on their land.
U.S. forests and carbon: some important facts. USDA Forest Service, Forest Carbon Briefing Paper. October 12, 2010.
New data highlights role of forests in fight against climate change.
USDA News Release No. 0532.10. October 15, 2010.
Carbon storage in U.S. Forests, by state,
sub-region, and ownership group. Data published by USDA Forest Service
as of October 5, 2010.
Recognition of carbon storage in harvested wood products: a post-Copenhagen update.
Dr. Jim Bowyer, Dr. Steve Bratkovich, Dr. Jeff Howe, Kathryn Fernholz. February 25, 2010, Dovetail Partners, Inc.
to recognize carbon storage in wood products within international
protocols have been ongoing for over 13 years. Despite these
actions there is still no agreement on language regarding Harvested
Wood Products (HWP) and this continued uncertainty is hindering the
possibilities for wood to be a more significant part of a carbon
A synthesis of the science on forests and
carbon for U.S. Forests. by M.G. Ryan, M.E. Harmon, R.A. Birdsey, C.P.
Giardina et al. Issues in Ecology, Report No. 13. Spring 2010
the cycle of forest growth, death, and regeneration and forest carbon
pools and flows. Examines the science behind the mechanisms proposed
for increasing the amount of carbon stored in forests and using wood to
offset fossil fuel use. Examines tradeoffs, costs, and benefits
associated with each mechanism and explains how forest carbon is
Carbon neutrality of energy from forest biomass. Published by National Alliance of Forest Owners. 2010.
carbon neutrality of forest biomass used to produce electricity is a
long-established convention in greenhouse gas accounting. However
some are questioning this presumption.
We're all in this together: decisionmaking to address climate change in a complex world.
Ralph Alig. USDA Forest Service, Pacific Northwest Research
Station, Science Findings Issue 116, September 2009.
Research at the PNW Station
has shown that there is substantial room for increased carbon storage
on public and private forest land. Because climate change is such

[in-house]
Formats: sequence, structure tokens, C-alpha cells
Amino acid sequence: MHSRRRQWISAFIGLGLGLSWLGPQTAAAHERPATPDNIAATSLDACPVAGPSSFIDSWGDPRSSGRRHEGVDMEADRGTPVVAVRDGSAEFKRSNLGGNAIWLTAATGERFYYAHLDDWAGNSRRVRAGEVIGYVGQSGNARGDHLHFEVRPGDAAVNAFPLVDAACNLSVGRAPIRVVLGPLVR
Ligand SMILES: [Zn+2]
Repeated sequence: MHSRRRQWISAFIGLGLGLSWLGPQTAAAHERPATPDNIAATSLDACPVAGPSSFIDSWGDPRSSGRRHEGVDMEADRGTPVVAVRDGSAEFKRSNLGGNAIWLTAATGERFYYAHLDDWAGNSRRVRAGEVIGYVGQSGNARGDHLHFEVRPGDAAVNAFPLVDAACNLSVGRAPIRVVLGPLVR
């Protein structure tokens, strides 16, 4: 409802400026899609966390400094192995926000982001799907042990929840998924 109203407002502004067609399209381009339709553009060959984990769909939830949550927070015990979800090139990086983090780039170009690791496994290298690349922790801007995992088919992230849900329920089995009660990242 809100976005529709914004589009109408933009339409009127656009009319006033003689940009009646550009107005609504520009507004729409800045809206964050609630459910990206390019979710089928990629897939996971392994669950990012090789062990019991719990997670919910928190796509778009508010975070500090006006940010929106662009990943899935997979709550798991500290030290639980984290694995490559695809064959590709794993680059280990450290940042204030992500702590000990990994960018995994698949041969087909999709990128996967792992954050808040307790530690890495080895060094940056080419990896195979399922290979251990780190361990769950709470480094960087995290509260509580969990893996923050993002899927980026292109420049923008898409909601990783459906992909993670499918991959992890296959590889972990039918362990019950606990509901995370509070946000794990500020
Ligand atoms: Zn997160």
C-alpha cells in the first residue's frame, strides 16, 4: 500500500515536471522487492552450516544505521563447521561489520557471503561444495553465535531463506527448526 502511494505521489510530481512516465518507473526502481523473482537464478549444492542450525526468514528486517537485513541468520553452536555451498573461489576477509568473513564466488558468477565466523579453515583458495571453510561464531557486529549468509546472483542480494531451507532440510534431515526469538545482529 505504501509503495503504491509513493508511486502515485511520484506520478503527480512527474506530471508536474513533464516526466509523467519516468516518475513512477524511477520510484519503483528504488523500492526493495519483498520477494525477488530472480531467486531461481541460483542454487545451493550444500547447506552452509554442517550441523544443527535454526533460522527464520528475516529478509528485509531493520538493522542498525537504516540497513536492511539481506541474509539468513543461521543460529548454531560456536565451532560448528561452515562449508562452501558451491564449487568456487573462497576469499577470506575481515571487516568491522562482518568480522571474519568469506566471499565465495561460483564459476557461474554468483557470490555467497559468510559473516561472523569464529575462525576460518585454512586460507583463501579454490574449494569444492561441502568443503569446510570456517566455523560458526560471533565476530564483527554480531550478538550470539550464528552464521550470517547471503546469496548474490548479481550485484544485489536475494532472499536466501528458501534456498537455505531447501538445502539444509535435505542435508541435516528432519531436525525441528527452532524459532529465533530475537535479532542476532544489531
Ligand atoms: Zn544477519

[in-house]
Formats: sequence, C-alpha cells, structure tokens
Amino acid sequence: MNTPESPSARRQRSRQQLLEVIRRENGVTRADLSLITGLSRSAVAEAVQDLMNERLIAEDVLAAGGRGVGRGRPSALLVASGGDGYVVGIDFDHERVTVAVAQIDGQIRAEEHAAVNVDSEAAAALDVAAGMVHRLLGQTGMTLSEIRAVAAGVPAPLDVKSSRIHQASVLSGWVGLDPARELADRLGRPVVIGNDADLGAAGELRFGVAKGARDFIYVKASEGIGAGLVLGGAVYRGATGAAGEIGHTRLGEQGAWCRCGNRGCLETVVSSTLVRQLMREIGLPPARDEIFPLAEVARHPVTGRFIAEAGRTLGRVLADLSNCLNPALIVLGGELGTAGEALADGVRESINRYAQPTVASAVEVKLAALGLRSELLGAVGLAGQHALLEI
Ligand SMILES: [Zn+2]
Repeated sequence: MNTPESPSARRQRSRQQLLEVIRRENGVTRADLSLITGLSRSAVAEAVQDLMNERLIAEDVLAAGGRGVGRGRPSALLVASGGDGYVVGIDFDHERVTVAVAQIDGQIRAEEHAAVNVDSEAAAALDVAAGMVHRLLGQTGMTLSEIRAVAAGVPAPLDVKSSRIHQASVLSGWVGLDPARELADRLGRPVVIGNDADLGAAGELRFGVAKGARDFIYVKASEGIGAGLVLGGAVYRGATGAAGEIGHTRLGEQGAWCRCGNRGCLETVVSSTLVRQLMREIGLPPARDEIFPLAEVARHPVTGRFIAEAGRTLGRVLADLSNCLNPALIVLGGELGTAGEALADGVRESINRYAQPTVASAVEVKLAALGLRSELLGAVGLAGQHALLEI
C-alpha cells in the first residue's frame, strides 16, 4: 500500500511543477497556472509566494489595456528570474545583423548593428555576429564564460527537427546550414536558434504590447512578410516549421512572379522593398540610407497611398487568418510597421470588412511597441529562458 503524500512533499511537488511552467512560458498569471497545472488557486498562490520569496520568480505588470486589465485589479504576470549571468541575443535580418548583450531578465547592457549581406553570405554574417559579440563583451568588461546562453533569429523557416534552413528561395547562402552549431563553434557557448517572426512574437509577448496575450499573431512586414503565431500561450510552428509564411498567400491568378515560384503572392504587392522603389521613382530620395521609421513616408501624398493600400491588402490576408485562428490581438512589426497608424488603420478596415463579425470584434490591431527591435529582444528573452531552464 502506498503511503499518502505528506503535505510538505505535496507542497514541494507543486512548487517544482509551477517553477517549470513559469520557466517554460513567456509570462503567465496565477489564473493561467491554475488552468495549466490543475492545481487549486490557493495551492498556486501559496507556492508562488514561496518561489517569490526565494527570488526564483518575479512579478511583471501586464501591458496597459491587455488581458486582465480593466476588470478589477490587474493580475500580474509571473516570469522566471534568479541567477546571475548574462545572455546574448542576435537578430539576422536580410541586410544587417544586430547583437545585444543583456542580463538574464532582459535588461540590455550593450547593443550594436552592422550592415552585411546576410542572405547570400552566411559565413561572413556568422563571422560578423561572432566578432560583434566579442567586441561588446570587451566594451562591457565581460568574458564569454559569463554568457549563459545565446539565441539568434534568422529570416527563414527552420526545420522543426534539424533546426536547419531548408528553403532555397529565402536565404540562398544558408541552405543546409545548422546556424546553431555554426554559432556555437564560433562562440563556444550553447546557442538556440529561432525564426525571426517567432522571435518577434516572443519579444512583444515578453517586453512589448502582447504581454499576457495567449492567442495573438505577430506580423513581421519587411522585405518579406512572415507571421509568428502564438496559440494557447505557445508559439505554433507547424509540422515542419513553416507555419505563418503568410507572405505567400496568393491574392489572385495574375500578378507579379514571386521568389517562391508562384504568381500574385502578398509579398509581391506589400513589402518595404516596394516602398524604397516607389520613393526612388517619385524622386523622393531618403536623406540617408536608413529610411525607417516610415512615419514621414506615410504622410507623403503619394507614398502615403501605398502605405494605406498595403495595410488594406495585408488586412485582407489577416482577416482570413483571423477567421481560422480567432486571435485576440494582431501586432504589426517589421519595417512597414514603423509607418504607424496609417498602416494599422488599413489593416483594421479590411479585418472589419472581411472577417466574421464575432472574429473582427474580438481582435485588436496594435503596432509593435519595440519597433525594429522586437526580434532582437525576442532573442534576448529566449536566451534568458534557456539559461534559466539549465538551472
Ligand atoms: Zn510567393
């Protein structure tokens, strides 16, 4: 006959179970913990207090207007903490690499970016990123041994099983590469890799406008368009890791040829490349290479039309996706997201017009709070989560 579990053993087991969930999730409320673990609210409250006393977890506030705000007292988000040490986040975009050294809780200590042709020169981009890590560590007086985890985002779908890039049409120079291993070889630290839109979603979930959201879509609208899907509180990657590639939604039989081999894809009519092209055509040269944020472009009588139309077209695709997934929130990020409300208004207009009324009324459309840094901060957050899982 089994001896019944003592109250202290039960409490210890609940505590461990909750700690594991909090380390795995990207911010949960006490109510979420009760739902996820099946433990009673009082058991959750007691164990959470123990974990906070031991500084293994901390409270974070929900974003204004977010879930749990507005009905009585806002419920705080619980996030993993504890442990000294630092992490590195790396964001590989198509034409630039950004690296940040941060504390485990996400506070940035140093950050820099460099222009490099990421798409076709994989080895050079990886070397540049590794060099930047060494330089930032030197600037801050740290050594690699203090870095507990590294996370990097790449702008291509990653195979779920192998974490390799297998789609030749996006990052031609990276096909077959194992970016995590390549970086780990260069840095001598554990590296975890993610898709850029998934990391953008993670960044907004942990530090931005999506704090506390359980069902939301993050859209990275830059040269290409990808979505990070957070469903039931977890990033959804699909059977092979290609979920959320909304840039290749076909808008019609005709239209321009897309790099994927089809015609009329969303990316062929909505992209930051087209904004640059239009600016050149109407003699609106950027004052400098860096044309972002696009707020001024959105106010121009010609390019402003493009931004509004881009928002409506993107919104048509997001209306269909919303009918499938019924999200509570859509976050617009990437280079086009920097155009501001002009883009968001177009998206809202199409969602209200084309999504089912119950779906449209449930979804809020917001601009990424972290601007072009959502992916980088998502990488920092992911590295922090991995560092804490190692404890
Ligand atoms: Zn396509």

a far-reaching topic, policy alternatives must be evaluated in terms of
land-use changes, forest management strategies, and connections to
other sectors of the economy.
Measurement guidelines for the sequestration of forest carbon.
T.R.H. Pearson, S.L. Brown, R.A. Birdsey. USDA Forest
Service, Northern Research Station, General Technical Report NRS-18.
2007. 42 p.
Provides guidance on defining boundaries; measuring,
monitoring, and estimating changes in carbon stocks; implementing plans
to measure and monitor carbon; and developing quality assurance and
quality control plans to ensure credible and reproducible estimates of
the carbon credits.
CVal: A Spreadsheet Tool to Evaluate the Direct Benefits and Costs fo Carbon Sequestration Contracts for Managed Forests.
USDA Forest Service, Forest Products Laboratory, General Technical Report FPL-GTR-180. 2009.
free Microsoft Excel spreadsheet is fairly complex and intimidating,
but the 30 page user guide that you can download will thoroughly
explain the data, terms, and formulas in the worksheet. CVal has been
specifically written to make the carbon offset market feasible for
family forest landowners.
Maximizing forest contributions to carbon mitigation: the science of life cycle analysis
CORRIM Fact Sheet 5. March 2009.
Consortium for Research on Renewable Industrial Materials (CORRIM) has
developed a database that makes it possible to track carbon from the
forest to post harvest uses, following the carbon from one pool to the
next, measuring the interaction between them. Carbon tracking
charts display the impacts on all carbon pools making it possible to
understand the impact of management and policies on the total carbon
across all pools.
Forest Management Solutions to Mitigate Climate Change.
A presentation by John Helms, Robert Malmsheimer and Michael
Goergen. 2009. SAF Climate Change and Sequestration Task Force.
Updated: March 8, 2013